The cut was then 370,000m3 a year. Through the 90s it was 280,000 m3 a year and about 110,000m3 this decade. This didn’t include about 300,000 m3 of woodchips a year that have fed the Japanese export mill at Eden.

Politicians like Craig Ingram and his rival, the National Party candidate Tim Bull, are repeating history. They proudly state they support the ever shrinking logging industry, righteously demanding more and more access to something that just isn’t there.

Rather than relying on Magic Pudding planning, to pander to a few voters, maybe our politicians should look to the recent Tasmanian solution.

VicForests own figures show that 85% of what is trucked out of our forests is now woodchipped (and sold for less that we are charged to cut our own firewood). Tasmania has suffered the same fate with overcutting and woodchipping.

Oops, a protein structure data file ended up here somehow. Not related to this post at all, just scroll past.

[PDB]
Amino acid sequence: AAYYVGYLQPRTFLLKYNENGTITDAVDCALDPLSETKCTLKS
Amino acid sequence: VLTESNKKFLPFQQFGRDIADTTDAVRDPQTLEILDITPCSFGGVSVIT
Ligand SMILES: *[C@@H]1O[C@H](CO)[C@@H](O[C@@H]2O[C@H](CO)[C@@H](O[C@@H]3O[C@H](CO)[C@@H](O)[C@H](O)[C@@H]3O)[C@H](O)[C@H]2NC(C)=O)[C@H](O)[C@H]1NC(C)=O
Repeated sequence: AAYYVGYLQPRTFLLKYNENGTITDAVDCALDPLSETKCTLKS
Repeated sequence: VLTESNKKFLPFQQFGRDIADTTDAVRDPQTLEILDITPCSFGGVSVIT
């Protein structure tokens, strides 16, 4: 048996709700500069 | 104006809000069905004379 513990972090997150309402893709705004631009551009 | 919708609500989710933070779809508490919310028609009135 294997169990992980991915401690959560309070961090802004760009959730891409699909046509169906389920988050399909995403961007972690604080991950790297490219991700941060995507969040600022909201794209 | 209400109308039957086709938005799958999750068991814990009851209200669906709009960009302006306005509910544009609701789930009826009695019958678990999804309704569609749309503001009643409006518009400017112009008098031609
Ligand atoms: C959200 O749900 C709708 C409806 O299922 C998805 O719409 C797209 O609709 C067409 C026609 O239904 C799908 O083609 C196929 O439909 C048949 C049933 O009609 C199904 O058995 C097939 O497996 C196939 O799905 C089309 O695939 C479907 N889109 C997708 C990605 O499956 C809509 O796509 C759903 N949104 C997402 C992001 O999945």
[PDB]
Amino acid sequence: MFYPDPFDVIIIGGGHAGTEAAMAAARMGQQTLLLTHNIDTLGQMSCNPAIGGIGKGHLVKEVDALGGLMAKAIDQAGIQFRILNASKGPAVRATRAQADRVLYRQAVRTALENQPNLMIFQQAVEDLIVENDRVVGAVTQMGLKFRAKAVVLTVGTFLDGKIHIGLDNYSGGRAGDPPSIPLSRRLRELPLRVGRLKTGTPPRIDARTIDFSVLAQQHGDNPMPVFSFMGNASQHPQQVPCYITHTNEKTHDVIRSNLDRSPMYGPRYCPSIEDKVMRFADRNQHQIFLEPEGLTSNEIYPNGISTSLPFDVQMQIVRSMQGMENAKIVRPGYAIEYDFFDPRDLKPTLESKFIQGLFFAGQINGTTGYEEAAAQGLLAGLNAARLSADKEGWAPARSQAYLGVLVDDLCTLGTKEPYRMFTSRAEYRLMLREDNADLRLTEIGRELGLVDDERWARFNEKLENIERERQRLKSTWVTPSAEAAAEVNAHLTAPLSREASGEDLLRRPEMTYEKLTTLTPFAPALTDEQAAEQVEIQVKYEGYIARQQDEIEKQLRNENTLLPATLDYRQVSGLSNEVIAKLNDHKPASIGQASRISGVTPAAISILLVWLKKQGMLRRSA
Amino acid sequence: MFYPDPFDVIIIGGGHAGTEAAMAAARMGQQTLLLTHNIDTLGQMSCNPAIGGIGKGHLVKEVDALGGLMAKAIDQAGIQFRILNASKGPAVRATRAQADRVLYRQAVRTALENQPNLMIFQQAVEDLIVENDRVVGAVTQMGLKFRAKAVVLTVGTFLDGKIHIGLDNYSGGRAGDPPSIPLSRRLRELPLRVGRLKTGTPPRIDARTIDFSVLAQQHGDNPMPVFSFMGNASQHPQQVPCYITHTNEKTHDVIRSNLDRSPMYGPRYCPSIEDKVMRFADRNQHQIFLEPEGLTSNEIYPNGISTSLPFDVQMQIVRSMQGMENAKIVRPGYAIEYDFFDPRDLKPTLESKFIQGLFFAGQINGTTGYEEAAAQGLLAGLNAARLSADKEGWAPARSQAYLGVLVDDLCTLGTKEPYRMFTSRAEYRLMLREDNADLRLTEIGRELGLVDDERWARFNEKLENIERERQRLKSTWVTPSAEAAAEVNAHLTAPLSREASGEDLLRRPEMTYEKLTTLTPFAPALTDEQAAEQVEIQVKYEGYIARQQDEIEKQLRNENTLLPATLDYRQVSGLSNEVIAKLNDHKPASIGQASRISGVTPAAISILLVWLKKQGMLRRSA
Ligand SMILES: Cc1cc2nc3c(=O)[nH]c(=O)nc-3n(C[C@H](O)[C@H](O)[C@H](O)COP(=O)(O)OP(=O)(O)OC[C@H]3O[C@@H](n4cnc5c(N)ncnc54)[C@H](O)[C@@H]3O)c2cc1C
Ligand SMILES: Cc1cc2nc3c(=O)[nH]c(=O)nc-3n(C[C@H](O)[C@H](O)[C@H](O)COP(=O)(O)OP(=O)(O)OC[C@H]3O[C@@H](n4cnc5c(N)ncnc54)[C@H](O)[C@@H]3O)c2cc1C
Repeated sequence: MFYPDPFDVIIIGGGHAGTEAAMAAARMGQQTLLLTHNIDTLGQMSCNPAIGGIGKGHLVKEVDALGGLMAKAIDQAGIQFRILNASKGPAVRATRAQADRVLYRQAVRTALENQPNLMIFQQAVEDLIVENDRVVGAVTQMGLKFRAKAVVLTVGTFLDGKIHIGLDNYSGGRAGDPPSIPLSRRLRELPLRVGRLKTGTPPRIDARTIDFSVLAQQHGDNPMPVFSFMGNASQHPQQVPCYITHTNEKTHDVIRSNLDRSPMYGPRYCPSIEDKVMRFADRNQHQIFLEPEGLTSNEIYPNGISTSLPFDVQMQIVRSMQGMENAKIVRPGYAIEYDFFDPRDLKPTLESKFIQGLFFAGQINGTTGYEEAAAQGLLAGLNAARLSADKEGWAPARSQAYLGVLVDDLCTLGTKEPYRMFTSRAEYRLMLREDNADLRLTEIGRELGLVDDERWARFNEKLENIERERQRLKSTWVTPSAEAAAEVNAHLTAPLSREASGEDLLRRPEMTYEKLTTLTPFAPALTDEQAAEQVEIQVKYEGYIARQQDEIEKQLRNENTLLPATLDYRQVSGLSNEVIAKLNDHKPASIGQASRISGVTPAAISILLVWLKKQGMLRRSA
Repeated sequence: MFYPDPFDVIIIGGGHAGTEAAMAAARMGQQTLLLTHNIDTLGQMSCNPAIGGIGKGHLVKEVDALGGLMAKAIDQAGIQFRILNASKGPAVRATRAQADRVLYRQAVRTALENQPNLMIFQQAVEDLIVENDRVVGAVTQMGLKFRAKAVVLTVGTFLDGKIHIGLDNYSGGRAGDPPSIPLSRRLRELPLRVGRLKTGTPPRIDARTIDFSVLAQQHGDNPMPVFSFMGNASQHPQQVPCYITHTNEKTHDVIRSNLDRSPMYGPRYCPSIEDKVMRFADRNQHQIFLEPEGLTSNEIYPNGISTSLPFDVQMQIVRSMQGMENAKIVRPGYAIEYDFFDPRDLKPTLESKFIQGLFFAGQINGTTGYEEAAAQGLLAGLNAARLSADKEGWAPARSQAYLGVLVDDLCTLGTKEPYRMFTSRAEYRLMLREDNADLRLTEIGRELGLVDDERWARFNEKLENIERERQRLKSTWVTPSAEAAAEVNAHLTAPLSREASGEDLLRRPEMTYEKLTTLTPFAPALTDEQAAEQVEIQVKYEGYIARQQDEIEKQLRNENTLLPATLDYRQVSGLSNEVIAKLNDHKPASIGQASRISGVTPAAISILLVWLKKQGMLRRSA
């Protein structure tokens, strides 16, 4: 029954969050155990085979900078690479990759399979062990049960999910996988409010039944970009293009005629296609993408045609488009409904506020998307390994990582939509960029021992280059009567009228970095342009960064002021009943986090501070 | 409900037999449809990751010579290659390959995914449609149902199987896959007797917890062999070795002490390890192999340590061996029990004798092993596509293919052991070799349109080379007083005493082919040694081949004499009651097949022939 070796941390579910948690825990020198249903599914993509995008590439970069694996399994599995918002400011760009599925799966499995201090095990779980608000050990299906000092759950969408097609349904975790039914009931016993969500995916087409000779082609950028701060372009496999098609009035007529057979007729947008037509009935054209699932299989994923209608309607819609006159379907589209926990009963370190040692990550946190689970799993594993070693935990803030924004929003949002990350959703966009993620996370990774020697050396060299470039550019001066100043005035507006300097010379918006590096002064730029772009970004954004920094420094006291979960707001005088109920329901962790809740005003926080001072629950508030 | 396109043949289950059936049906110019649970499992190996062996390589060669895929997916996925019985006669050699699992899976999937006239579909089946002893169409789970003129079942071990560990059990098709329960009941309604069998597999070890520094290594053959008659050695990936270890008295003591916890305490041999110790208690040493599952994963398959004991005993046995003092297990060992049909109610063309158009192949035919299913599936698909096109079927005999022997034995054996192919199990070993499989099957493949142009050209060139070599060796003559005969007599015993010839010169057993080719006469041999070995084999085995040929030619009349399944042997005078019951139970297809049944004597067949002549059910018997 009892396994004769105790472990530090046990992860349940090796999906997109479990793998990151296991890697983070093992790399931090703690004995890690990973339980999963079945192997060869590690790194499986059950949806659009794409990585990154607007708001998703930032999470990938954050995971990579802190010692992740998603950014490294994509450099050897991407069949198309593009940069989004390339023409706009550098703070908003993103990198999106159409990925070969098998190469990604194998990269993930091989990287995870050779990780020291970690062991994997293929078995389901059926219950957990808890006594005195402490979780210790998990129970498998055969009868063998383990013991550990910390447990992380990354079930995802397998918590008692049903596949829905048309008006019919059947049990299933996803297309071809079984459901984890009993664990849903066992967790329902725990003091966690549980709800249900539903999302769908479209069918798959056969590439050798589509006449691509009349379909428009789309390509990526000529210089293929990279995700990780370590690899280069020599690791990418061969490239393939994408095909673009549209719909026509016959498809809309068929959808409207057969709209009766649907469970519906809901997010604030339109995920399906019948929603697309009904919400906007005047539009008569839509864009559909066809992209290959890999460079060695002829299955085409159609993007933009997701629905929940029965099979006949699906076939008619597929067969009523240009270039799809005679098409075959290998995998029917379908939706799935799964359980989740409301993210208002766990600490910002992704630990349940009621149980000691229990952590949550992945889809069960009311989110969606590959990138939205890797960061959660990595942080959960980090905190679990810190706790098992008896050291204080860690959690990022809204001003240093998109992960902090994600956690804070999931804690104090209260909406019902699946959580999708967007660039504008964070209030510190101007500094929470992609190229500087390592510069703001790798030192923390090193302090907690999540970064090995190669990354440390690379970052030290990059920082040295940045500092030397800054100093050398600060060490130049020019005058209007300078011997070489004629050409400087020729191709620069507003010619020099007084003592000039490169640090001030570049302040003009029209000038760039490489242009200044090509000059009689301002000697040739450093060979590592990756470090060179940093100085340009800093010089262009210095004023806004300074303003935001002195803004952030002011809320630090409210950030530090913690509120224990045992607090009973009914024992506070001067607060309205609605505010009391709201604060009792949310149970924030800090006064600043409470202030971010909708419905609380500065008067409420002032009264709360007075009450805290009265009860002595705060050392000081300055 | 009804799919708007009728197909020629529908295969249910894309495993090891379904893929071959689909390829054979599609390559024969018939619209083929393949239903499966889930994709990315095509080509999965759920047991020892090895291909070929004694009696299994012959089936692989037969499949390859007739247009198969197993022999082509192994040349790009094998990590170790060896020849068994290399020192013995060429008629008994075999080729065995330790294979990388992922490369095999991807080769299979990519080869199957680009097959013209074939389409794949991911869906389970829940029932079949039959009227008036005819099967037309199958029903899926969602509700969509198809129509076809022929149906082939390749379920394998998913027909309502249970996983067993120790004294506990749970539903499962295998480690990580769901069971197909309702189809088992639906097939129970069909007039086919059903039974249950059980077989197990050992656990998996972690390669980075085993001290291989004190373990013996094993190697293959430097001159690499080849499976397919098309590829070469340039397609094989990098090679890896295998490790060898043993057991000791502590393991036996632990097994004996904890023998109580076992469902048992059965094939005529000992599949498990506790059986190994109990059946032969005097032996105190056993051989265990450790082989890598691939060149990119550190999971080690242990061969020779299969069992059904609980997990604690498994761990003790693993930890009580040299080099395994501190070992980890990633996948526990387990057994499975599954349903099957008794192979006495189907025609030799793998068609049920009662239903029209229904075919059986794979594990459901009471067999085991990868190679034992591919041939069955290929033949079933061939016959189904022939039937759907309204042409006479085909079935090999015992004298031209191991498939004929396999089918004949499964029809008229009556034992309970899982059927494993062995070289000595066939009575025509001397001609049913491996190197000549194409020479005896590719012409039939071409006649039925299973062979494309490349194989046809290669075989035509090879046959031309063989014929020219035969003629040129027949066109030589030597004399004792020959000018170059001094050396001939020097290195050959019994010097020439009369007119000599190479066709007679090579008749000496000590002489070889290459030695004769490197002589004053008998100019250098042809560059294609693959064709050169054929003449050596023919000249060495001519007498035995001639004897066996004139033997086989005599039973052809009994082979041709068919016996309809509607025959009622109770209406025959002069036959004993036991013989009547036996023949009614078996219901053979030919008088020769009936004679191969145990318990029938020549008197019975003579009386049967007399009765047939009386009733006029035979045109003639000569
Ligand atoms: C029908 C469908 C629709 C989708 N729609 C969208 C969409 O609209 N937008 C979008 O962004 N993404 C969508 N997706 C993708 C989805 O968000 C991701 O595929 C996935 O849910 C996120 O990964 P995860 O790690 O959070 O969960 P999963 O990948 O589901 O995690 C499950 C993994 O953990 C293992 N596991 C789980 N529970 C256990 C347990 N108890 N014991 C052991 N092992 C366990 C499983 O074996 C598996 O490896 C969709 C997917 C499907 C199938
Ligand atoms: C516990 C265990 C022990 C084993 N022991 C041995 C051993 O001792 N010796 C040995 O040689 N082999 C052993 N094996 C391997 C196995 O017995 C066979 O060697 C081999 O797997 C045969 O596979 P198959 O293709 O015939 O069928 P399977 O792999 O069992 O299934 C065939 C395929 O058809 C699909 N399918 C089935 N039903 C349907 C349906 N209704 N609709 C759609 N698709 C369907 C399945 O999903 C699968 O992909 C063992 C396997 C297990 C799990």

The industry has always operated on a ‘cut-out and get-out’ basis. Yet conservationists and endangered wildlife cop the blame.

The recently declared 45,000 ha of forest for protection was almost entirely forest that was:

  • Inaccessible or too steep,
  • was already logged
  • was already protected under the RFA, or
  • too scruffy and degraded for even woodchipping.

 And as for Craig Ingram’s claim that the government is about to protect an additional 114,000 ha, our local pollie should do some basic homework.

These scattered patches of forest have been the minimal protection zones for rare and endangered wildlife since 1997. They are critical habitat for forest owls and marsupial quolls (which are almost extinct in Victoria now), rainforests and rare plants. But we were told by Craig Ingram that they are draft new reserves to “further restrict the industry”.